Suppose you have some complex model you want to sample from by Markov chain Monte Carlo. There are many types of situations where you can divide your variables into, say, two groups, and efficiently and exactly sample the variables in one group conditional on the others. That is, we can sample from

$ p(x | y)$


$ p(y | x)$

and so we would run our Gibbs sampler by repeatedly drawing $x$ from $p(x|y)$ and $y$ from $p(y | x)$.

Examples include the restricted Boltzmann machine, scale mixtures of Gaussians in certain image models, and some Bayesian models (one block for the state, and one for parameters). Anyway, in practice, being able to implement block Gibbs sampling seems to lead to much faster mixing of the Markov chain. But, are there any theoretical results on this? Presumably some conditions will need to be satisfied by the two distributions, which will lead to a bound on conductance, or a coupling of some sort. Thanks in advance!


1 Answer 1


Much faster than what? Univariate Gibbs sampling?

The two stage Gibbs sampling is certainly the most studied type of Gibbs sampling starting with Tanner and Wong (1987, JASA). There is in particular a very achieved paper by Liu, Wong and Kong (1994, Biometrika), which shows that the correlation between the $X_t$'s (and the $Y_t$'s) is (a) positive and (b) going down to zero monotonically.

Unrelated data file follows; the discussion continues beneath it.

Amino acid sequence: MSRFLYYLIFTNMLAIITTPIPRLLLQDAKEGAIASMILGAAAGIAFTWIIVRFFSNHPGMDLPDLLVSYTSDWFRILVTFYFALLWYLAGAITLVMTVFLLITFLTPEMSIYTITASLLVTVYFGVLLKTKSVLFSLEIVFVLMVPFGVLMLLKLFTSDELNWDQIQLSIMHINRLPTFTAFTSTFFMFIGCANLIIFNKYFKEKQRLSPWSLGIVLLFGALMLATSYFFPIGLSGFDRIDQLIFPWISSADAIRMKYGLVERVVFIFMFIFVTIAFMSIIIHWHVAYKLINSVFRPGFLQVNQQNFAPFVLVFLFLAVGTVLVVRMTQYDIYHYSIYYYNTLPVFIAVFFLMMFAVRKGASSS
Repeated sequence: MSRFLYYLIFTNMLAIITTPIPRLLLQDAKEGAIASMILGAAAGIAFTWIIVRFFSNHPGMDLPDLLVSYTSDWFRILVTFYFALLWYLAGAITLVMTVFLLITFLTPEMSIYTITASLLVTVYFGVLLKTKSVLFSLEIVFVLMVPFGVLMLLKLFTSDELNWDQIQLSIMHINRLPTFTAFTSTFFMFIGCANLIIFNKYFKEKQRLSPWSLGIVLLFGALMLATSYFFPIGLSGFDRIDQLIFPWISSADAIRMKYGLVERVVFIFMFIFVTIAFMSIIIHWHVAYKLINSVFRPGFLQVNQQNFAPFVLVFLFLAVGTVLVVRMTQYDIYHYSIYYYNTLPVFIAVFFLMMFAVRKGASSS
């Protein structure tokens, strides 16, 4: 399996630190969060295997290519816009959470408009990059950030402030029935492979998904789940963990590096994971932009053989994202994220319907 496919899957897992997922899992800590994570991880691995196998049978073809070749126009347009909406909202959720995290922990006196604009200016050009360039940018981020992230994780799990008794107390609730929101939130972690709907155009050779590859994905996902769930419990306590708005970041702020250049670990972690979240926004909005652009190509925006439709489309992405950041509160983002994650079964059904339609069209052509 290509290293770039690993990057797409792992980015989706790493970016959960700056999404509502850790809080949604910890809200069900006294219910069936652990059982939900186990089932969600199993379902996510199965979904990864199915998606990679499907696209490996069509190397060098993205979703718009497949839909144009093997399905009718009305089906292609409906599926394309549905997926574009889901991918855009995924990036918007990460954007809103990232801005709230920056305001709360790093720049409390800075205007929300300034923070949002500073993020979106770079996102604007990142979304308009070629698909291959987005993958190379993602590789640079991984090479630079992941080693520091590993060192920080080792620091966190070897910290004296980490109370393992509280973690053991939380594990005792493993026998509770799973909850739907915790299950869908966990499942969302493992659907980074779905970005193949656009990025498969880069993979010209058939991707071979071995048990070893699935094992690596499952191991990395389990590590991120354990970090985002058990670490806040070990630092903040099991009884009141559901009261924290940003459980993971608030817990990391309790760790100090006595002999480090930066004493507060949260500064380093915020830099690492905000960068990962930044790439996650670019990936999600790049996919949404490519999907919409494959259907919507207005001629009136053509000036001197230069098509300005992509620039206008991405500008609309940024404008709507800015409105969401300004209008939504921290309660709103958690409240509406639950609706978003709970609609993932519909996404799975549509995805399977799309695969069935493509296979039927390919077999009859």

Blocked Gibbs sampling is usually more efficient than one-at-a-time Gibbs sampling but I do not know of a general result that would say so. In particular, augmenting the dimension with auxiliary variables may improve convergence, see the recent work of Xiao-Li Meng in JCGS as an illustration.

Here is an entry on this other forum that brings additional references.

  • 1
    $\begingroup$ Thanks-- I think that Tanner and Wong's uniform boundedness condition and associated Theorem (Condition C, Theorem 3) pretty much constitute a valid answer. (And yep, I wanted to compare to univariate sampling.) $\endgroup$
    – user8434
    Commented Jan 11, 2012 at 13:50
  • 1
    $\begingroup$ I tried, of course, but the system won't allow me to currently, due to my insufficient reputation. $\endgroup$
    – user8434
    Commented Jan 12, 2012 at 14:21

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